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  1. #1
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    Reznor garage heater sizing

    I am getting ready to install a Reznor UDAP heater in my garage and Iím debating between the 45k & 60k units. I have a slightly oversized 3 car attached garage that measures 33x24x11. The walls, ceiling and garage doors are insulated, but I donít know the R values. I can say that one of the 24ft walls border the house and half of the 33ft wall also borders the house. The remainder are exterior walls. There are two insulated garage doors, one is 16x7 and the other is 9x7. These doors are from the 90ís and are pretty thin. Nothing like some of the insulated doors I saw at a garage door company yesterday. There are two windows in the garage along with one standard maintenance door.

    I live in Northeast Ohio and want to keep the garage heated through the winter to 50-55 degrees, but also want to bring it up to 65-70 degrees when working out there. I donít want to wait for an hour for it to come up to temp. The calculations show a heat loss of about 36k, so a 45k BTU, 83% efficient unit should be just enough, but Iím debating putting in a 60k BTU unit just to be safe. What are your thoughts. Do you think the 45k unit would be fine? Do you think the 60k unit would be overkill? I donít want to get into an issue with short cycling the 60k unit and cause issues with it. I also donít want the 45k unit to run all the time.

    What do you think?

  2. #2
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    I dont have a huge problem with oversizing garage ductless heating, as long as it's not a triple oversize.... blatantly huge.

    I wold always go the next step up in size mainly because one wall is not "fixed". The "walls" go up and down creating massive heat losses. We call these "overhead doors".
    Experience - knowing when to get the hell out of the way and plug your ears. "Don't be a sissy. Turn it on!"

    Poodle Head Mikey - "the world is well populated with the unknowing and the uncaring and the stupid."

    Jtrammel - "Iím going to sell hvac systems derp derp derp"
    BBeerme - "every time he opens his mouth, he reminds me of a cow without the fart bag."

  3. #3
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    Thread Starter
    Thanks.

    I also have a question about wiring the unit. The on-line manual says the ďfull load ampsĒ is 2.4. It also says the ďMaximum Over Current ProtectionĒ is 15. It requires a minimum temperature rise rating of 60C. What it doesnít say in the manual is the wire size and type. It says the minimum wire size will be listed on the unit, which I donít have yet, but I want to start pulling wire to get a little ahead of the game.

    My question is what size wire & breaker do I need? Iím guessing the Maximum Over Current Protection value dictates the breaker size. Is this correct? If so, would 14/2 with ground work for the wire?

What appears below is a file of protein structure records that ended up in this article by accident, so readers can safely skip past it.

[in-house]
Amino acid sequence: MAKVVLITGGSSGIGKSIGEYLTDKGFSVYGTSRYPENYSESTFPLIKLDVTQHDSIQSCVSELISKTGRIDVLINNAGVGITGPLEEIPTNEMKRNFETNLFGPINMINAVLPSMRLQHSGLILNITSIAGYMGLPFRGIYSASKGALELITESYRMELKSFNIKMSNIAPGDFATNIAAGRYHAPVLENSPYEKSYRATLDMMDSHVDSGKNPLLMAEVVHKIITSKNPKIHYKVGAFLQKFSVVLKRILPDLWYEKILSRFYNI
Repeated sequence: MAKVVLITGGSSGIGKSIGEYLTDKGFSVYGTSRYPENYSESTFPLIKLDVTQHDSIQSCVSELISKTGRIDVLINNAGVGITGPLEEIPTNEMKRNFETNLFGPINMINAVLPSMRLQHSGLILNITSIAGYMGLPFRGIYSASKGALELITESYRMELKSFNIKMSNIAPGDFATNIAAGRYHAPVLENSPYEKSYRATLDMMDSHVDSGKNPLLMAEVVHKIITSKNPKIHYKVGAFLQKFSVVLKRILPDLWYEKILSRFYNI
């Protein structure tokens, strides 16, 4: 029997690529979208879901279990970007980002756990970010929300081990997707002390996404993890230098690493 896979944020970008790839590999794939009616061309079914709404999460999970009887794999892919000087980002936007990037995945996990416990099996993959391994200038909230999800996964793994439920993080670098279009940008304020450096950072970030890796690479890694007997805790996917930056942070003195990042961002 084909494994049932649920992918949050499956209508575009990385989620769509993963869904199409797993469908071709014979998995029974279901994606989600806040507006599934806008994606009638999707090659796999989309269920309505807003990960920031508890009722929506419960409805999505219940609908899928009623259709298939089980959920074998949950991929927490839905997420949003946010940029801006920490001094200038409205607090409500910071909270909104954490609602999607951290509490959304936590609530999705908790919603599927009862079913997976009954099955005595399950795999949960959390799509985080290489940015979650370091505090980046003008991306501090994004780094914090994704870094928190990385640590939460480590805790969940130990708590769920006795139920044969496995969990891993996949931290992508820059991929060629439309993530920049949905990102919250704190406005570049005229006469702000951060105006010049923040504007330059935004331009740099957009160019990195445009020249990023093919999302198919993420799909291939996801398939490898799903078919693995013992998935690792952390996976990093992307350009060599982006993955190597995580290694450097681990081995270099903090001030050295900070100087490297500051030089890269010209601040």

The wire will be run from my breaker panel in the basement, through an adjoining wall between my garage & family room, and then terminating in the garage. Do I need any special wire since it will be run in the basement and out in the garage? Not sure if there is a moisture requirement for potentially damp environments.

  4. #4
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    14/2 w-G will be fine for that heater if it uses a 15 amp circuit breaker
    Experience - knowing when to get the hell out of the way and plug your ears. "Don't be a sissy. Turn it on!"

    Poodle Head Mikey - "the world is well populated with the unknowing and the uncaring and the stupid."

    Jtrammel - "Iím going to sell hvac systems derp derp derp"
    BBeerme - "every time he opens his mouth, he reminds me of a cow without the fart bag."

  5. #5
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    Thread Starter
    Quote Originally Posted by HVAC_Marc View Post
    14/2 w-G will be fine for that heater if it uses a 15 amp circuit breaker
    Not sure if it uses a 15 amp breaker. That's part of my question. It say the Maximum Overload Protect is 15. Does this dictate the breaker size?

    The length of the wire run will be between 50-60 ft. Does this cause any concern from a voltage drop perspective?

    Thanks

  6. #6
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    Quote Originally Posted by jjscott View Post
    Not sure if it uses a 15 amp breaker. That's part of my question. It say the Maximum Overload Protect is 15. Does this dictate the breaker size?

    The length of the wire run will be between 50-60 ft. Does this cause any concern from a voltage drop perspective?

    Thanks
    MOP 15 means a breaker or fuse not larger than 15 amps.

    Voltage drop wont be a problem.
    Experience - knowing when to get the hell out of the way and plug your ears. "Don't be a sissy. Turn it on!"

    Poodle Head Mikey - "the world is well populated with the unknowing and the uncaring and the stupid."

    Jtrammel - "Iím going to sell hvac systems derp derp derp"
    BBeerme - "every time he opens his mouth, he reminds me of a cow without the fart bag."

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